You could say it was the fault of my insomnia. Falling asleep late I awakened at 4 am. I was thus able to start my Srimongol trip three hours ahead of time.
When I approached Habiganj on the Dhaka-Sylhet highway, extra time on my hand afforded me an opportunity for a detour. At a roundabout I headed east towards Chunarughat. This pretty road meanders through several tea gardens, cuts through Shatchori National Park and leads you to a smaller road that connects back to the Srimongol Road. The approach to Rema-Kalenga Wildlife Sanctuary is also off this road.
But Rema-Kalenga, though tempting, was too far. Instead I decided for a quick stopover at Shatchori National Park. The sun had just broken through the clouds and shone bright. Meanwhile, the April heat was building up.
I stopped at the Park's visitor entrance. The tall trees here often host Capped Langurs, but there were none today. Birdsongs came from treetops outside the range of my camera. Two banyan trees in the compound looked like good candidates for photographs. As I was setting up my tripod someone said “Hello!” from behind.
It was Haris, my guide from a previous trip into Shatchori's forest. He knew the trails well. I asked him if we could go into the forest for a quick one hour hike. Sure, he said. Could I see some big trees, maybe some wildflowers? Yes, of course. So I grabbed my cameras and tripod, and we were on our way.
In my rush I forgot my water bottle.
The forest was beautiful though not as dark and deep as one would like. The sun went behind clouds and reappeared. Colourful butterflies fluttered about. A garden lizard scurried across the trail and stood watching me, its tail erect in a semi-circle. Banyan, wild fig and chapalish trees reached skyward. Fat creeper vines spiralled around the trunks, squeezing them, but the trees did not mind.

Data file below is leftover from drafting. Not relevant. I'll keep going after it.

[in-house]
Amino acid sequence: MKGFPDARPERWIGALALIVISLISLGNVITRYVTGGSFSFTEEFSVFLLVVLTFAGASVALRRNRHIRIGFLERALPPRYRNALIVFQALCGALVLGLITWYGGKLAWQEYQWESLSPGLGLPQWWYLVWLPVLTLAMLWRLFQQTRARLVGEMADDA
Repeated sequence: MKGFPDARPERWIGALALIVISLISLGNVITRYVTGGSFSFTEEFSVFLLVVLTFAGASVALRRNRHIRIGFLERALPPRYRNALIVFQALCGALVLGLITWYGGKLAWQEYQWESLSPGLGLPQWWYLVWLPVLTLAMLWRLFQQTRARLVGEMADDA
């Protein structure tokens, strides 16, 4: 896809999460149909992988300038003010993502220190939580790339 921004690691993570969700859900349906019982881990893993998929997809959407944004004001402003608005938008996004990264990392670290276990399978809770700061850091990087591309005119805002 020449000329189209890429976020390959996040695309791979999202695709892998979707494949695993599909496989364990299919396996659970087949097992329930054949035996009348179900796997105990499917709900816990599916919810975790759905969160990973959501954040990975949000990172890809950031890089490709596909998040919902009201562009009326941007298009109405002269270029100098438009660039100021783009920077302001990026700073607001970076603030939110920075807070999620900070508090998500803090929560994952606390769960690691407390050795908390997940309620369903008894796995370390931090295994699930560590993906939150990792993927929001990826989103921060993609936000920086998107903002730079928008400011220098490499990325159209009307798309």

I sweated profusely in the humidity and was soon drenched. I also started feeling thirsty.
But we kept going. Haris said there was a flock of Hornbills in the forest. Sometimes they can be seen if you are lucky. We saw Bulbuls and Barbets. A tiny citrus called Micromelum was growing in the forest. The tiny orange fruits spread out like a fan-shaped bouquet.
My thirst kept growing. But I wanted to see a little more.
We emerged from the forest after two hours. I was running late and bid a hasty goodbye to Haris. Inside the microbus I reached for my water bottle. It was only a quarter full. Worse, the day's heat had warmed the water.
On the road I looked for a grocery store with a refrigerator. It was not until Chunarughat Bazar that I spotted such a store. “Give me the coldest bottle of water you have,” I requested the shopkeeper. He reached deep into the bowels his large freezer and pulled out a half-litre of Pran water. Inside the light-blue bottle was a welcome sight: pieces of ice floated in the water.
Not only was it the coldest water I ever had. It was also the sweetest.